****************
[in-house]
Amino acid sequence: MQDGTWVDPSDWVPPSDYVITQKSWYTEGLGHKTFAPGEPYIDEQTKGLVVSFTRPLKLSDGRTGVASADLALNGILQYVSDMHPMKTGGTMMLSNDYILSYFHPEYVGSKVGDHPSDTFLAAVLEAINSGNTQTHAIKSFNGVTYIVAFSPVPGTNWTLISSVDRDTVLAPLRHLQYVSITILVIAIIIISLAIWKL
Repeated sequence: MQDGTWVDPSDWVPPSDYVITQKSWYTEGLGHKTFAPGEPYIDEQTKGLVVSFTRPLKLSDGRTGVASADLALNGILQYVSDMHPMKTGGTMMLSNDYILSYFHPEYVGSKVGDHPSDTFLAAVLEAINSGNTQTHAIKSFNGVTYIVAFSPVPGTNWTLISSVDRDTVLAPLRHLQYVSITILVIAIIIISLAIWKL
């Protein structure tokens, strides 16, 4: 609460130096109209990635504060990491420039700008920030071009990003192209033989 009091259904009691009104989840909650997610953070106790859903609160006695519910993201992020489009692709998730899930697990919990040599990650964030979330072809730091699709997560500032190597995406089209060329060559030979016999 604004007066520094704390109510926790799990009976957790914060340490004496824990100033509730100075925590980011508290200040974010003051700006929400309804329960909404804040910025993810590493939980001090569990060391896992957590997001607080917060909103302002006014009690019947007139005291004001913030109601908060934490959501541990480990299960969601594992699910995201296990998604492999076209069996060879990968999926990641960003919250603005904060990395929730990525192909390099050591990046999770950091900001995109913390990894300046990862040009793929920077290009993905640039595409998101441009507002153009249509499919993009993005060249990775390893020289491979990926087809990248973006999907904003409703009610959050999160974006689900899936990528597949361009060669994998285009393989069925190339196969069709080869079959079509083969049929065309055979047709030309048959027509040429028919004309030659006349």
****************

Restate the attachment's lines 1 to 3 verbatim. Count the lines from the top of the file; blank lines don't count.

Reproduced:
[in-house]
Amino acid sequence: MQDGTWVDPSDWVPPSDYVITQKSWYTEGLGHKTFAPGEPYIDEQTKGLVVSFTRPLKLSDGRTGVASADLALNGILQYVSDMHPMKTGGTMMLSNDYILSYFHPEYVGSKVGDHPSDTFLAAVLEAINSGNTQTHAIKSFNGVTYIVAFSPVPGTNWTLISSVDRDTVLAPLRHLQYVSITILVIAIIIISLAIWKL
Repeated sequence: MQDGTWVDPSDWVPPSDYVITQKSWYTEGLGHKTFAPGEPYIDEQTKGLVVSFTRPLKLSDGRTGVASADLALNGILQYVSDMHPMKTGGTMMLSNDYILSYFHPEYVGSKVGDHPSDTFLAAVLEAINSGNTQTHAIKSFNGVTYIVAFSPVPGTNWTLISSVDRDTVLAPLRHLQYVSITILVIAIIIISLAIWKL